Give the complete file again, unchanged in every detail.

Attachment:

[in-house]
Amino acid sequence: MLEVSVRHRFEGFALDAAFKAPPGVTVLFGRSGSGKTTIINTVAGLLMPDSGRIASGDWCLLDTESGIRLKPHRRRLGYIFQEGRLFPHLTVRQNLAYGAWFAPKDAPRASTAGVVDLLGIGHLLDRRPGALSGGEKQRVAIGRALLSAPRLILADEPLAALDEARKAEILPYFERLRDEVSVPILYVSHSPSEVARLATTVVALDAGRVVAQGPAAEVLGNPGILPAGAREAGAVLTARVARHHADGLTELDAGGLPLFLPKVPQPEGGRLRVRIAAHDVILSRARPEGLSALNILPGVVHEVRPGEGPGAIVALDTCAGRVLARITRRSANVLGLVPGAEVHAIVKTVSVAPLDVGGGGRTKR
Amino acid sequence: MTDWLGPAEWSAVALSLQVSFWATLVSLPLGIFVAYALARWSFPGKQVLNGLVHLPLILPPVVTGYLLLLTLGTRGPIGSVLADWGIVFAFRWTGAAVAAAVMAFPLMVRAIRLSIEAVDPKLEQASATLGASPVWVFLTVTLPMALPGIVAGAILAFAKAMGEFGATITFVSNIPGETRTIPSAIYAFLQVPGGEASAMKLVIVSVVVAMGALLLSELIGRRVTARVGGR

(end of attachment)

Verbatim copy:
[in-house]
Amino acid sequence: MLEVSVRHRFEGFALDAAFKAPPGVTVLFGRSGSGKTTIINTVAGLLMPDSGRIASGDWCLLDTESGIRLKPHRRRLGYIFQEGRLFPHLTVRQNLAYGAWFAPKDAPRASTAGVVDLLGIGHLLDRRPGALSGGEKQRVAIGRALLSAPRLILADEPLAALDEARKAEILPYFERLRDEVSVPILYVSHSPSEVARLATTVVALDAGRVVAQGPAAEVLGNPGILPAGAREAGAVLTARVARHHADGLTELDAGGLPLFLPKVPQPEGGRLRVRIAAHDVILSRARPEGLSALNILPGVVHEVRPGEGPGAIVALDTCAGRVLARITRRSANVLGLVPGAEVHAIVKTVSVAPLDVGGGGRTKR
Amino acid sequence: MTDWLGPAEWSAVALSLQVSFWATLVSLPLGIFVAYALARWSFPGKQVLNGLVHLPLILPPVVTGYLLLLTLGTRGPIGSVLADWGIVFAFRWTGAAVAAAVMAFPLMVRAIRLSIEAVDPKLEQASATLGASPVWVFLTVTLPMALPGIVAGAILAFAKAMGEFGATITFVSNIPGETRTIPSAIYAFLQVPGGEASAMKLVIVSVVVAMGALLLSELIGRRVTARVGGR